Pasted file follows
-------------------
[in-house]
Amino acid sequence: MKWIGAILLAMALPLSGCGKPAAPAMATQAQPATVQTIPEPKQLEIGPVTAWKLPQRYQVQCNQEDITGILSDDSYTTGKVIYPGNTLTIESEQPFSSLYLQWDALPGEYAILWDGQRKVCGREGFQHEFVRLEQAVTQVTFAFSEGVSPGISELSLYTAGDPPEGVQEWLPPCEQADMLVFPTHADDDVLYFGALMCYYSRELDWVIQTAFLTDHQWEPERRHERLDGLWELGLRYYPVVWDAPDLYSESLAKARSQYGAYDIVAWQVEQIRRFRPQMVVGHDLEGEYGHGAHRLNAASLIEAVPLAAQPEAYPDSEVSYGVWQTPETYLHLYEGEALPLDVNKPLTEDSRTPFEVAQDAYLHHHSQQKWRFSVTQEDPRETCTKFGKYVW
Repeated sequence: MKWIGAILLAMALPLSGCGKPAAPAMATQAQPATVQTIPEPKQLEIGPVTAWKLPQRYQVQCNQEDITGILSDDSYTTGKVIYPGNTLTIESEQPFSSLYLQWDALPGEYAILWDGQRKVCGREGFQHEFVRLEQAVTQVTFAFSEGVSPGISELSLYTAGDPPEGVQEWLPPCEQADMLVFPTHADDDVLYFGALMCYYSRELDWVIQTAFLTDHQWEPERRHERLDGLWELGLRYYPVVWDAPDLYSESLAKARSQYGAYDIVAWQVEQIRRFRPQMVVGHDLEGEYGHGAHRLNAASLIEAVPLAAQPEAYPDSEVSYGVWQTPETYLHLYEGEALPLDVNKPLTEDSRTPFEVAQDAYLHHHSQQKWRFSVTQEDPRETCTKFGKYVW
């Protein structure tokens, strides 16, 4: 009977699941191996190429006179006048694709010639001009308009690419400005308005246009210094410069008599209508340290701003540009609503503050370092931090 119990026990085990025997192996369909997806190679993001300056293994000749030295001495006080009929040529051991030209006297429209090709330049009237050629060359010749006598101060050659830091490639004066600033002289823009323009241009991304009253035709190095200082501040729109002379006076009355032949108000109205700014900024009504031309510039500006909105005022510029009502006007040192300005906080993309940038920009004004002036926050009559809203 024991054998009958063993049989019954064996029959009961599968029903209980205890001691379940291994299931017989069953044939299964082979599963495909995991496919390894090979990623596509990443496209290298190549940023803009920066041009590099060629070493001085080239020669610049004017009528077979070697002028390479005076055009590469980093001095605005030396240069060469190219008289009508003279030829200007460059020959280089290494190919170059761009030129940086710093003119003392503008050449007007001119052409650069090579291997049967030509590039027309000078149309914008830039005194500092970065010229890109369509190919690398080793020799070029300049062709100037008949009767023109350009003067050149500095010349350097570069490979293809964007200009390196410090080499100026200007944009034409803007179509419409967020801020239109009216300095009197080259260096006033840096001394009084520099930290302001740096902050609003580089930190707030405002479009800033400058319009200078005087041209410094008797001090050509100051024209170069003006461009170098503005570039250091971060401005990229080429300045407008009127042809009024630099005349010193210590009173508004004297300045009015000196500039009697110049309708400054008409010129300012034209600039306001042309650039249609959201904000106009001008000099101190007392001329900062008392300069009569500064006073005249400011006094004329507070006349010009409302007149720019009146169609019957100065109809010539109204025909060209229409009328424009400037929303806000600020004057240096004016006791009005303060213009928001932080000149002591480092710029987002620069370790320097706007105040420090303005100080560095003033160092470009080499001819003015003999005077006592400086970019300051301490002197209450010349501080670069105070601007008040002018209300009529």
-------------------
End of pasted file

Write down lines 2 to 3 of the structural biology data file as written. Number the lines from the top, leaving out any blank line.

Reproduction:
Amino acid sequence: MKWIGAILLAMALPLSGCGKPAAPAMATQAQPATVQTIPEPKQLEIGPVTAWKLPQRYQVQCNQEDITGILSDDSYTTGKVIYPGNTLTIESEQPFSSLYLQWDALPGEYAILWDGQRKVCGREGFQHEFVRLEQAVTQVTFAFSEGVSPGISELSLYTAGDPPEGVQEWLPPCEQADMLVFPTHADDDVLYFGALMCYYSRELDWVIQTAFLTDHQWEPERRHERLDGLWELGLRYYPVVWDAPDLYSESLAKARSQYGAYDIVAWQVEQIRRFRPQMVVGHDLEGEYGHGAHRLNAASLIEAVPLAAQPEAYPDSEVSYGVWQTPETYLHLYEGEALPLDVNKPLTEDSRTPFEVAQDAYLHHHSQQKWRFSVTQEDPRETCTKFGKYVW
Repeated sequence: MKWIGAILLAMALPLSGCGKPAAPAMATQAQPATVQTIPEPKQLEIGPVTAWKLPQRYQVQCNQEDITGILSDDSYTTGKVIYPGNTLTIESEQPFSSLYLQWDALPGEYAILWDGQRKVCGREGFQHEFVRLEQAVTQVTFAFSEGVSPGISELSLYTAGDPPEGVQEWLPPCEQADMLVFPTHADDDVLYFGALMCYYSRELDWVIQTAFLTDHQWEPERRHERLDGLWELGLRYYPVVWDAPDLYSESLAKARSQYGAYDIVAWQVEQIRRFRPQMVVGHDLEGEYGHGAHRLNAASLIEAVPLAAQPEAYPDSEVSYGVWQTPETYLHLYEGEALPLDVNKPLTEDSRTPFEVAQDAYLHHHSQQKWRFSVTQEDPRETCTKFGKYVW